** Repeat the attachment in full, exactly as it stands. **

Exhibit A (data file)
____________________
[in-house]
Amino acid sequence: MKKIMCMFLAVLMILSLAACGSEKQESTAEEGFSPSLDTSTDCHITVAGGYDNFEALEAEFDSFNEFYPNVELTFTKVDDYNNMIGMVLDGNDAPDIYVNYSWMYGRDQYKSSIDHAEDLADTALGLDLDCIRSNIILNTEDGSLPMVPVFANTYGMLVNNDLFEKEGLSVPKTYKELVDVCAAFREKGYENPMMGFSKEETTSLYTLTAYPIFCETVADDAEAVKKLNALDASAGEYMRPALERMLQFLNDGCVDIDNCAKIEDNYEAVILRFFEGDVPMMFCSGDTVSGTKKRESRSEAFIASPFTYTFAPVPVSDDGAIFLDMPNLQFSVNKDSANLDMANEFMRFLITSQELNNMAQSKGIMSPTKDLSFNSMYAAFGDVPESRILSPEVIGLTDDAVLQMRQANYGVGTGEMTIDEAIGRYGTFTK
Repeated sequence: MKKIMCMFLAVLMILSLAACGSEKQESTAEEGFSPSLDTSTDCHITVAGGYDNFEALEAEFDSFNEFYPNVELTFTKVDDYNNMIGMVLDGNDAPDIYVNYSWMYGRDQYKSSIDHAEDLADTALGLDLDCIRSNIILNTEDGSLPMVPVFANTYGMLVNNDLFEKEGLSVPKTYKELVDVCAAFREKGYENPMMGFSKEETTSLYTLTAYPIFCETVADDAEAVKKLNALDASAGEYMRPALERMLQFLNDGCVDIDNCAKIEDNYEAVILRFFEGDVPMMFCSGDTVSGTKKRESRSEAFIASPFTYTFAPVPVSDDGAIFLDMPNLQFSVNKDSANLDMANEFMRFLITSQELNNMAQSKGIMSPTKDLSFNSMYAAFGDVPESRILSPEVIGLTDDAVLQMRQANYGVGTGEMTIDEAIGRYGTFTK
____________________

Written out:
[in-house]
Amino acid sequence: MKKIMCMFLAVLMILSLAACGSEKQESTAEEGFSPSLDTSTDCHITVAGGYDNFEALEAEFDSFNEFYPNVELTFTKVDDYNNMIGMVLDGNDAPDIYVNYSWMYGRDQYKSSIDHAEDLADTALGLDLDCIRSNIILNTEDGSLPMVPVFANTYGMLVNNDLFEKEGLSVPKTYKELVDVCAAFREKGYENPMMGFSKEETTSLYTLTAYPIFCETVADDAEAVKKLNALDASAGEYMRPALERMLQFLNDGCVDIDNCAKIEDNYEAVILRFFEGDVPMMFCSGDTVSGTKKRESRSEAFIASPFTYTFAPVPVSDDGAIFLDMPNLQFSVNKDSANLDMANEFMRFLITSQELNNMAQSKGIMSPTKDLSFNSMYAAFGDVPESRILSPEVIGLTDDAVLQMRQANYGVGTGEMTIDEAIGRYGTFTK
Repeated sequence: MKKIMCMFLAVLMILSLAACGSEKQESTAEEGFSPSLDTSTDCHITVAGGYDNFEALEAEFDSFNEFYPNVELTFTKVDDYNNMIGMVLDGNDAPDIYVNYSWMYGRDQYKSSIDHAEDLADTALGLDLDCIRSNIILNTEDGSLPMVPVFANTYGMLVNNDLFEKEGLSVPKTYKELVDVCAAFREKGYENPMMGFSKEETTSLYTLTAYPIFCETVADDAEAVKKLNALDASAGEYMRPALERMLQFLNDGCVDIDNCAKIEDNYEAVILRFFEGDVPMMFCSGDTVSGTKKRESRSEAFIASPFTYTFAPVPVSDDGAIFLDMPNLQFSVNKDSANLDMANEFMRFLITSQELNNMAQSKGIMSPTKDLSFNSMYAAFGDVPESRILSPEVIGLTDDAVLQMRQANYGVGTGEMTIDEAIGRYGTFTK